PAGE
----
Posts from July 2004

On dissidence

By now, many of you may have seen François Briatte’s recent survey of 10 web sites he reads on a regular basis. My props to François for assembling an insanely detailed, and very well documented and explained study.

Perhaps you’ve also already seen responses by Jon, Dave, and Eric. There’s no need for me to rehash anything they’ve already stated. I’ll just add a few notes relative to Stopdesign’s position within the survey, as well as my overall perspective of the results. continued

Throwing tables out the window

Those who were at Digital Design World in Seattle this year saw me present a session titled, “No More Tables, CSS Layout Techniques“. In that session, we reviewed proper use of tables, and a few pointers for styling them with CSS. Then we turned to tableless layout, reviewing examples and an overview of the two basic approaches (positioning and floats). continued

Get well, from WV/04

Q: What happens when you’re scheduled to appear at two conferences back to back to give a total of four presentations within six days, and you end up cancelling your appearance at one of the conferences because you’re unsure if your lower back, with a disc that herniated a month prior, might not do so well with the combined stress of preparing for and travelling to both events? continued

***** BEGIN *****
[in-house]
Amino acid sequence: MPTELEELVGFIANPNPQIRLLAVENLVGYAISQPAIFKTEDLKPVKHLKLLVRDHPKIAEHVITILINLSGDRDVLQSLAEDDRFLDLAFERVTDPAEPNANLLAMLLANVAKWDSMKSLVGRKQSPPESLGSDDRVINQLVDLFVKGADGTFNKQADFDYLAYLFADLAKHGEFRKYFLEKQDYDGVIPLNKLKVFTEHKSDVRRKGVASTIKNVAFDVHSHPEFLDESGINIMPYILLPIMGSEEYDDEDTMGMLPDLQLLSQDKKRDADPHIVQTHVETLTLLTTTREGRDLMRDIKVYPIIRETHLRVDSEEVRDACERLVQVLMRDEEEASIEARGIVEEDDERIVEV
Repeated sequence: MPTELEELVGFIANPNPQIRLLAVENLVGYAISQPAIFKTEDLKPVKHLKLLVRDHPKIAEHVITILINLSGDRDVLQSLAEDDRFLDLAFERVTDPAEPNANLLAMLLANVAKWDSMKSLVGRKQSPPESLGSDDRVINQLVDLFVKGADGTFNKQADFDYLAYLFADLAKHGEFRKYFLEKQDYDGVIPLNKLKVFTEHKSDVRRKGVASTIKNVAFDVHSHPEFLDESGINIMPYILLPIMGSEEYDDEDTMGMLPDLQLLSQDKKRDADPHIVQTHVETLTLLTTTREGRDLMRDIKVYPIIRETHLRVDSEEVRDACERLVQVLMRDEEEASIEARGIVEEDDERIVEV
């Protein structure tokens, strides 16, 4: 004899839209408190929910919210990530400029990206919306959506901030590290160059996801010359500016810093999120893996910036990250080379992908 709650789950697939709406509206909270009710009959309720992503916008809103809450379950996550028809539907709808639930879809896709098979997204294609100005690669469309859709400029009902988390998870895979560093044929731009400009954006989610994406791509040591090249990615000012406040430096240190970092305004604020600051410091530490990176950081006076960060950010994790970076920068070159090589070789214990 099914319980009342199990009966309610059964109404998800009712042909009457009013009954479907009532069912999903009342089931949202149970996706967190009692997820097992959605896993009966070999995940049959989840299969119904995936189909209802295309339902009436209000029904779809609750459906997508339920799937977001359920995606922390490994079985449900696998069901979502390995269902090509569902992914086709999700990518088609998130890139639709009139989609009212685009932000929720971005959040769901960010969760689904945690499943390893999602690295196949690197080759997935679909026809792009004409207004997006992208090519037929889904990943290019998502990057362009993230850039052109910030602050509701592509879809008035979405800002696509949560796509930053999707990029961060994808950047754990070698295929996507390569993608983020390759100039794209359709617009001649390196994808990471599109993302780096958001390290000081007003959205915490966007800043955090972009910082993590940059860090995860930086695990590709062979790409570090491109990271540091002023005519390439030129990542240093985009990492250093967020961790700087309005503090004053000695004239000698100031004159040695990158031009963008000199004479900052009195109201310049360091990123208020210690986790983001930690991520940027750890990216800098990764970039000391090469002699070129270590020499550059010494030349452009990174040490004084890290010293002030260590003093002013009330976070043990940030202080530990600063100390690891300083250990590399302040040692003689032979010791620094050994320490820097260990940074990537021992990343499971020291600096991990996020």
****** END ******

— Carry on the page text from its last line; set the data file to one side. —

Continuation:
A CSS mosaic

Seattle was great. Period. I wish I could have stayed longer. The weather was incredible while I was there. Not a sign of rain or an overcast sky in sight. Throughout summer months in San Francisco, fog blows in late in the afternoon, often cooling down the temperatures into the 50-60 degree range by dusk. There’s nothing like being out and about on a warm summer night like those I experienced while in Seattle this week. I wish we had more of those in San Francisco. continued


Feels like I’ve been running non-stop for the past week. I’ve been careful not to overdo it recently, as I injured my back about a month ago, and I’ve only gotten back into the groove in the past week or so. Regretfully, because of my back, I had to cancel my appearance in Portland at Web Visions. continued

Filtering CSS

To the point: This entry introduces a new CSS filter that can be used to import a separate style sheet for IE5/Mac, named the IE5/Mac Band Pass Filter.

Back Story

Ideally, I try to avoid the use of hacks in CSS files, if at all possible. Sadly, the continued discrepancies in the way browsers interpret CSS specifications (and then implement them) still require the use of more hacks than I’d like to see in my style sheets. I would prefer not to use any hacks or filters, but sometimes, they’re a necessary evil. Fortunately, hacks, workarounds, and filters can be used with discretion to ensure as much cross-browser design consistency as possible. continued